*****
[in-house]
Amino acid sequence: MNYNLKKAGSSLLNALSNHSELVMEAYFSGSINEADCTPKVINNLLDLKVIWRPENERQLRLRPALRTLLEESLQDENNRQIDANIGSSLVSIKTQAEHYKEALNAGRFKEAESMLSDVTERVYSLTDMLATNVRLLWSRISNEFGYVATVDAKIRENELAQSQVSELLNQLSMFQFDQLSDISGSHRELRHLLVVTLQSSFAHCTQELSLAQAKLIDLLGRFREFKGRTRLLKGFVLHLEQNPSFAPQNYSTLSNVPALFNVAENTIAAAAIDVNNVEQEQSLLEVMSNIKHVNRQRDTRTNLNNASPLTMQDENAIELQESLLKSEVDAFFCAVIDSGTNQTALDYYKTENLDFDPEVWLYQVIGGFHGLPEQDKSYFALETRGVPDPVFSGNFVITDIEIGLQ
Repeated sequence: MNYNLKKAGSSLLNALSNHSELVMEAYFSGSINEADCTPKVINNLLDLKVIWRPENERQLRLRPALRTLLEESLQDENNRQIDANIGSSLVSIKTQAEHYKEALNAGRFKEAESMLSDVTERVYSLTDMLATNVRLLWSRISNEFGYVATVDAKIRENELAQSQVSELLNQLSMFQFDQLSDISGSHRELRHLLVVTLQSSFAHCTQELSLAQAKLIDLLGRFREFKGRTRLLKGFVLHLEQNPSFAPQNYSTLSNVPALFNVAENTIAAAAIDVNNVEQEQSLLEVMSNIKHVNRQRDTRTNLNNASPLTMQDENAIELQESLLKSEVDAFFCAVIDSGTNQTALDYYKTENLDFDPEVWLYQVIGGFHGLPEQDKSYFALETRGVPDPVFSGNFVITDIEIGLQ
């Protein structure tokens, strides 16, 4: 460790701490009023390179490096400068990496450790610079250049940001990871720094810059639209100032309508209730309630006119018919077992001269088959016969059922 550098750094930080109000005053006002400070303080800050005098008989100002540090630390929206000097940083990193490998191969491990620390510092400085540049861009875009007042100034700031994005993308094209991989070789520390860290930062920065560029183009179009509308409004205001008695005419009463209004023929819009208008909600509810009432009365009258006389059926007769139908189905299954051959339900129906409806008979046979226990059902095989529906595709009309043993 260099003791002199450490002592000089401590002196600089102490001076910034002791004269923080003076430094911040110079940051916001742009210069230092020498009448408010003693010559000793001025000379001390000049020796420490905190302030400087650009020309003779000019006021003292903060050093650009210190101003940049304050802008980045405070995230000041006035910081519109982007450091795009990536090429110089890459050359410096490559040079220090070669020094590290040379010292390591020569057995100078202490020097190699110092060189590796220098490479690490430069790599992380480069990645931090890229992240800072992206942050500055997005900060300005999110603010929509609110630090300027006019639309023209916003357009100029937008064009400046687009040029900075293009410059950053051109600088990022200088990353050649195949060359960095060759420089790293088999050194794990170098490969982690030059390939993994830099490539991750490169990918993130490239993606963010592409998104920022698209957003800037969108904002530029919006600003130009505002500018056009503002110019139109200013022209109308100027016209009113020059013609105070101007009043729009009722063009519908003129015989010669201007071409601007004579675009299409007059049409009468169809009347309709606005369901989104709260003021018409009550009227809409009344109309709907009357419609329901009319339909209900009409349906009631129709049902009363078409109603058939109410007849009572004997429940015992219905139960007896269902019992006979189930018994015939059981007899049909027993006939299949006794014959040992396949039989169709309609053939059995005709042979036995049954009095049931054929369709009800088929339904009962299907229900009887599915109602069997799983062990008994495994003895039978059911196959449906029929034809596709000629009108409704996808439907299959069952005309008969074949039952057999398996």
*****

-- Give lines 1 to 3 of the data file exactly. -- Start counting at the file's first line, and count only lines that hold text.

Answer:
[in-house]
Amino acid sequence: MNYNLKKAGSSLLNALSNHSELVMEAYFSGSINEADCTPKVINNLLDLKVIWRPENERQLRLRPALRTLLEESLQDENNRQIDANIGSSLVSIKTQAEHYKEALNAGRFKEAESMLSDVTERVYSLTDMLATNVRLLWSRISNEFGYVATVDAKIRENELAQSQVSELLNQLSMFQFDQLSDISGSHRELRHLLVVTLQSSFAHCTQELSLAQAKLIDLLGRFREFKGRTRLLKGFVLHLEQNPSFAPQNYSTLSNVPALFNVAENTIAAAAIDVNNVEQEQSLLEVMSNIKHVNRQRDTRTNLNNASPLTMQDENAIELQESLLKSEVDAFFCAVIDSGTNQTALDYYKTENLDFDPEVWLYQVIGGFHGLPEQDKSYFALETRGVPDPVFSGNFVITDIEIGLQ
Repeated sequence: MNYNLKKAGSSLLNALSNHSELVMEAYFSGSINEADCTPKVINNLLDLKVIWRPENERQLRLRPALRTLLEESLQDENNRQIDANIGSSLVSIKTQAEHYKEALNAGRFKEAESMLSDVTERVYSLTDMLATNVRLLWSRISNEFGYVATVDAKIRENELAQSQVSELLNQLSMFQFDQLSDISGSHRELRHLLVVTLQSSFAHCTQELSLAQAKLIDLLGRFREFKGRTRLLKGFVLHLEQNPSFAPQNYSTLSNVPALFNVAENTIAAAAIDVNNVEQEQSLLEVMSNIKHVNRQRDTRTNLNNASPLTMQDENAIELQESLLKSEVDAFFCAVIDSGTNQTALDYYKTENLDFDPEVWLYQVIGGFHGLPEQDKSYFALETRGVPDPVFSGNFVITDIEIGLQ